In the world of music performance, cellists like to think they stand out as a unique bunch, said Texas Cellos Artistic Director Joseph Kuipers. No surprise, he’s a cellist himself.
“I jokingly say that cello is scientifically proven to be the world’s most beautiful instrument and my friends always like give me a little elbow in the side because they know I’m just provoking them, ” said Kuipers.
“But I actually think a lot of people would say it is the most beautiful because it sounds so similar to the human voice. You have the high range that sounds like a soprano singing. You have the middle range that’s like a tenor or an alto. And then you have the low strings, which sounds like a deep bass. And in a cello choir, you get all of these overlapping ranges. I honestly have to say I think it’s one of the most beautiful sounds in the world.”
Kuiper has missed performing his own concerts. But he also misses participating in cello festivals. These are festivals that bring cellists, cello music, and audiences that really love to hear cello music together, and they usually culminate in huge cello choirs.
Kuiper also noticed his students, with their virtual rehearsals and cancelled performances of their own, were struggling to stay connected with the joy of music-making.
So he founded a cello choir called The Texas Cellos, to bring them together in person, with masks and socially distanced of course. It’s open to anyone who is serious about cello playing. The choir has students from across the metroplex, ranging from middle school to young professionals.
“It will grow and evolve well beyond this. The goal is to have professionals, colleagues, who might come in and work with them and be inspiring older presence, and do workshops.”
Getting together to play as a choir is great but you need to have something to work forward to, said Kuiper.
“So we have a willing group of talent who was interested and dedicated. We need to have rehearsal space. We need to have great music. And then we need to have a date where we’re going to show and play this great music for somebody. . . So I told them we were going to have a music festival.”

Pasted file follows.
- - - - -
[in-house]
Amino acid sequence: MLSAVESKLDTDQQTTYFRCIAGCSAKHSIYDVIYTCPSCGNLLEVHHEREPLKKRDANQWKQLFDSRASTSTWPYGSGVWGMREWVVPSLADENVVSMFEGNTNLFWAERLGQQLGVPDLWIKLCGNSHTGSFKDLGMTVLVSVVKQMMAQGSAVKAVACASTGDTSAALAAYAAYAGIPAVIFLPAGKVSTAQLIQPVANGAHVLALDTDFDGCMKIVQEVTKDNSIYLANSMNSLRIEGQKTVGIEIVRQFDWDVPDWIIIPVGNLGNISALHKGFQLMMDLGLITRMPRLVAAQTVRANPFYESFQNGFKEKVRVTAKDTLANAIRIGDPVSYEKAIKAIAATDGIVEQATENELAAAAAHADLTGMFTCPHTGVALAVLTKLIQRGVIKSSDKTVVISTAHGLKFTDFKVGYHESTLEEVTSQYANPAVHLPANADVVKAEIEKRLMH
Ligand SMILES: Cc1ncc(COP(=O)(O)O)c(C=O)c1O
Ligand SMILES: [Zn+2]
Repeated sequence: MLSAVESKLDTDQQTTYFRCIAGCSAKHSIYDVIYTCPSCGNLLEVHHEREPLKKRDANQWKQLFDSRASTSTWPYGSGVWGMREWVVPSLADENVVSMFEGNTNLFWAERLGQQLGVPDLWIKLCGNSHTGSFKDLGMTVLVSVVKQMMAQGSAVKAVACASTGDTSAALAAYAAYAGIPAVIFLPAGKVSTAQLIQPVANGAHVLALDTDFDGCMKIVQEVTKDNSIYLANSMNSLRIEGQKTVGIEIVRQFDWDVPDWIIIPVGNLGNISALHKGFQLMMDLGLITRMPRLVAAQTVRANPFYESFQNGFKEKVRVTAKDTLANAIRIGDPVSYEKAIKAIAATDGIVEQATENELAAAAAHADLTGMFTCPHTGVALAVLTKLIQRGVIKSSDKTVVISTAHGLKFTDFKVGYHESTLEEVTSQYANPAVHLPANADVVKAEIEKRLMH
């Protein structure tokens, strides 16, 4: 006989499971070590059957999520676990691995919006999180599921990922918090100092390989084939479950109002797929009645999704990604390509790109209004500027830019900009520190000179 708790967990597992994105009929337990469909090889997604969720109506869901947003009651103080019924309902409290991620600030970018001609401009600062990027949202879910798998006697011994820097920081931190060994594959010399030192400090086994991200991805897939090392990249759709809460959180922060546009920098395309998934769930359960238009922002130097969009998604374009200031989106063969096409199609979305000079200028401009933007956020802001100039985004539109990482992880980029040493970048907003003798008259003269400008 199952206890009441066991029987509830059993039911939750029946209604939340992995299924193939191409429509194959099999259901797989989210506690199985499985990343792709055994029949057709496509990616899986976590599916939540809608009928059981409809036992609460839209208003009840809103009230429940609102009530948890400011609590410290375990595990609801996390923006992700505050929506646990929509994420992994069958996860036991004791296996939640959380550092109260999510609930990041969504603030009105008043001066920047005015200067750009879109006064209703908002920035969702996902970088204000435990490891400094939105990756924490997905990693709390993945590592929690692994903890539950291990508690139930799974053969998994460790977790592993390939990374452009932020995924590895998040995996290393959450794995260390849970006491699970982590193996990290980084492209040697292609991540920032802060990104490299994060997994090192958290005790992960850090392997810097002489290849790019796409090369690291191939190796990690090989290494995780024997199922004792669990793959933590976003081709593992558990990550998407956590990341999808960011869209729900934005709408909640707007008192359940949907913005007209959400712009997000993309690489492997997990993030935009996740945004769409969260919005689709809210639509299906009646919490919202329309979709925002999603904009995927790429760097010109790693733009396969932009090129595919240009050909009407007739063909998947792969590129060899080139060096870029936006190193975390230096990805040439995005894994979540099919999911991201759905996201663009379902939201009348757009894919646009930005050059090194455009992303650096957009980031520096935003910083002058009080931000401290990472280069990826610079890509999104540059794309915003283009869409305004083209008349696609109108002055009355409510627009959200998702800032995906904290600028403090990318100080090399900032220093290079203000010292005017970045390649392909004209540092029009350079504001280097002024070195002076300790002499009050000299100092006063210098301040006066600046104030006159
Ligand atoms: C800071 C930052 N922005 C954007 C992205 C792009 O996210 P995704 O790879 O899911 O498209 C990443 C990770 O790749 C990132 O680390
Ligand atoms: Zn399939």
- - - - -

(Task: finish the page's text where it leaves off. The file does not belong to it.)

About a year ago, Kuiper discovered The McKinney Cotton Mill. He thought it was large enough to have a safe live concert and found the old-industrial-feel venue had really beautiful acoustics.
The Texas Cello Choir will make its public debut at the Music@Mill Music Festival this week, April 23 and 24, at the McKinney Cotton Mill.
There’ll be four concerts over the two-day event. The first, on Friday, will feature Argentinian Nuevo Tango with music by Astor Piazzola with violinist Chee-Yun Kim, pianist Amy Yang, and cellist Joseph Kuipers. The festival then moves outdoors for an Americana/Western Swing concert by Fort Worth’s Ginny Mac and her accordion.
On Saturday afternoon it will be The Texas Cellos choir’s turn. The one-hour program will range from Handel, The Beatles, Leonard Cohen’s “Hallelujah,” to an arrangement of Ennio Morricone’s The Good, the Bad, and the Ugly “Man with the Harmonica.”
Here’s a sneak peek of the Music@Mill Music Festival. The Texas Cello choir rehearse Leonard Cohen’s “Hallelujah.”
The festival closes with a chamber music concert by the prestigious Miró String Quartet. Kuipers joins the quartet to play Schubert and Boccherini’s cello quintets.
There’ll be a food truck, sweets from Chocolate Secrets and La Tarte Tropézienne. Before the final concert, there’ll be a mixology class so you can make your own cocktails then go and enjoy the concert.
“It’ll be a truly multi-faceted experience in an acoustically, and visually stunning venue, and of course the sound of the cello, which is one of the most beautiful sounds in the world.”
Tickets for Music@Mill Music Festival range from $20-$110.
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